Geoffrey Hiller’s Enduring Love Affair with Myanmar



Well-known Portland-based photographer Geoffrey Hiller’s first encounter with Myanmar was back in 1987. He was drawn to the resilient people of this country, whose political legacy is deep-rooted in authoritarian, repressive military regime, and went on to visit Myanmar many times. This love affair bore an award-winning web documentary and compelling photos capturing the lives of a people forgotten by the rest of the word. Hiller’s new book ‘Daybreak in Myanmar’ started out as a Kickstarter project that was successfully funded last year.Movie A Dog’s Purpose (2017)


Besides being a masterful photographer, Geoffrey Hiller is also a multimedia producer and a Fulbright scholar. His works have been published in such eminent magazines as Newsweek, New York Times Magazine, Geo and Mother Jones and across the USA, Europe and Japan. As a staff member on the Brazilian edition of National Geographic, he has several photo essays in Latin America, Europe, Asia and West Africa to his name. His multi-media projects on Myanmar, Ghana, Europe and Brazil have been recognized by USA Today and Apple Computer.


Bride waiting for groom at Beauty Salon Meiktila, Myanmar

In 2000, Hiller produced Burma : Grace under Pressure, a multi-media web documentary that’s not just a kaleidoscope of beautiful pictures but also filled with insightful quotations and a lot of wisdom. The documentary, which has been seen by millions, was shown in Ireland at the 10th anniversary of the Nobel Peace Prize, which had been given to Myanmar’s most famous face – political activist Aung San Suu Kyi in 1991. Eleven years later, the U.S State Department sent Hiller to teach photojournalism in Yangon. It coincided with a historic time in Myanmar’s politics – the release of Suu Kyi from house arrest. Suu Kyi’s release has set the wheels of Myanmar’s changing image as a more democratic nation in motion, a change that Hiller has also acknowledged.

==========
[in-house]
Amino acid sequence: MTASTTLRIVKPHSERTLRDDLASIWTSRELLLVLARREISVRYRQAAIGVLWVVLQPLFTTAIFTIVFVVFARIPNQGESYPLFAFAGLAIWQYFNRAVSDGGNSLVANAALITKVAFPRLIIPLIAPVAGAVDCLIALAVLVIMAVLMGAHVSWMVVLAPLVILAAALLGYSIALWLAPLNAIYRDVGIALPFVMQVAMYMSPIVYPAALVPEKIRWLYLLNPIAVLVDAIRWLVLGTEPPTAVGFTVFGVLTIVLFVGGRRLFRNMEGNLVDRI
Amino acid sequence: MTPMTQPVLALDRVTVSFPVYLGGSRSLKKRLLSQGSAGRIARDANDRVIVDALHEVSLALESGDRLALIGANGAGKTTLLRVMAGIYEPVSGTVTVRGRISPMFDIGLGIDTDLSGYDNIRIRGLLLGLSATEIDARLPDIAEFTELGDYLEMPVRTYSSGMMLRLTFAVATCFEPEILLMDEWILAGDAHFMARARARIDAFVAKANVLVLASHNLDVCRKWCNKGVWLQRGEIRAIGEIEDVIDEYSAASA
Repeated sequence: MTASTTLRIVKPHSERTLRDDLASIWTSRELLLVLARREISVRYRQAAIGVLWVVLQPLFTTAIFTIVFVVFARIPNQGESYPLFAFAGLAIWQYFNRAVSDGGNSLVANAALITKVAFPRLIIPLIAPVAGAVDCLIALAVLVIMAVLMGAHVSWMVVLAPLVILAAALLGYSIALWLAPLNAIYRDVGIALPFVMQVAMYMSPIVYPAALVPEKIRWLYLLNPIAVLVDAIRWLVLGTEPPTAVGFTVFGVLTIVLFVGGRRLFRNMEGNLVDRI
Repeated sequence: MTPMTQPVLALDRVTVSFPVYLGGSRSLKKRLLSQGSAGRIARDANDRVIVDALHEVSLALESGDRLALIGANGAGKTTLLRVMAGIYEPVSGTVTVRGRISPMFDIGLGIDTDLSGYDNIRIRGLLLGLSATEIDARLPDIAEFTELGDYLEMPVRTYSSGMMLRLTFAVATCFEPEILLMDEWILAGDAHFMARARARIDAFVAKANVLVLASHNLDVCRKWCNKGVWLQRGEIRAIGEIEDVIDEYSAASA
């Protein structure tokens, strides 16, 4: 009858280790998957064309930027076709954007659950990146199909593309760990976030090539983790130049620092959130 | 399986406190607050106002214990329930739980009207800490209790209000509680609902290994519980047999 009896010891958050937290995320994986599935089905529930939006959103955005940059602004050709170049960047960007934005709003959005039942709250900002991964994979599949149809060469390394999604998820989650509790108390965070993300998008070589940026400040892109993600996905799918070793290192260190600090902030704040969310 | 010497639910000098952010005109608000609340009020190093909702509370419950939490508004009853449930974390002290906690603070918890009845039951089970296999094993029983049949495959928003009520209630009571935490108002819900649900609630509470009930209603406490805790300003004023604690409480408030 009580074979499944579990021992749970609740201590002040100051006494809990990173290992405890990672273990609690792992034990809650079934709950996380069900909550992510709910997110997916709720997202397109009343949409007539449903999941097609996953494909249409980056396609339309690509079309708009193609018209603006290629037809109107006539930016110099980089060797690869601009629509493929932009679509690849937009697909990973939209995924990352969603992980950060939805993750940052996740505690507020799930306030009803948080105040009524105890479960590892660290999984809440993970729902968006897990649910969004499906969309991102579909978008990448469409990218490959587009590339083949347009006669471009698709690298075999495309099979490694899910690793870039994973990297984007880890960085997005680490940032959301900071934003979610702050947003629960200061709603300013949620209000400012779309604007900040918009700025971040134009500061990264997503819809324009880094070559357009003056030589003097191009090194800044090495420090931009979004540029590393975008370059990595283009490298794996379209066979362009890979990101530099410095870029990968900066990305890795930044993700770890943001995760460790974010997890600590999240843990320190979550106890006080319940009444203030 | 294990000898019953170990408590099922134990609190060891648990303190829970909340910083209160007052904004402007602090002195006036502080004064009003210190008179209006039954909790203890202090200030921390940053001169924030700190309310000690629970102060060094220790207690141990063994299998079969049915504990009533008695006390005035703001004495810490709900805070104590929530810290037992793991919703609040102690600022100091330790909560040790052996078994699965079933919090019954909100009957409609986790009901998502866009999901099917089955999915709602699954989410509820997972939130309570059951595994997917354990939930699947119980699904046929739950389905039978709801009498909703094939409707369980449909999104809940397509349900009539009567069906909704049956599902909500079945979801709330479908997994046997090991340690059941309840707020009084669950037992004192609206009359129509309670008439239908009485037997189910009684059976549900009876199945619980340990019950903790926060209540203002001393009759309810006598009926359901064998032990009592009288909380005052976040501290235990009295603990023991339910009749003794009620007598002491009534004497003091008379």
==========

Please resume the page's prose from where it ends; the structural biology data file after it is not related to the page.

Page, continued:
Will Myanmar’s changing face affect Hiller’s emotions towards a country he has admitted being drawn to because of its untouched, unique existence in today’s ‘world is a global village’ situation? This constancy can be seen and felt in Hiller’s photographs from recent years and those going back over a decade. That’s something you can ask him if you sign up for Photo Xpeditions’ 12-day Hidden Myanmar photo workshop commencing on November 8, 2015. Hiller is the workshop’s instructor and happens to be one of our distinguished Xperts.


Meanwhile, you can check out his book ‘Daybreak in Myanmar’ on Amazon. The 192 page book has 170 color photographs and is sequenced by the time of day showing local Burmese go about their daily routine.


Gallery Cover

All photographs: © Geoffrey Hiller


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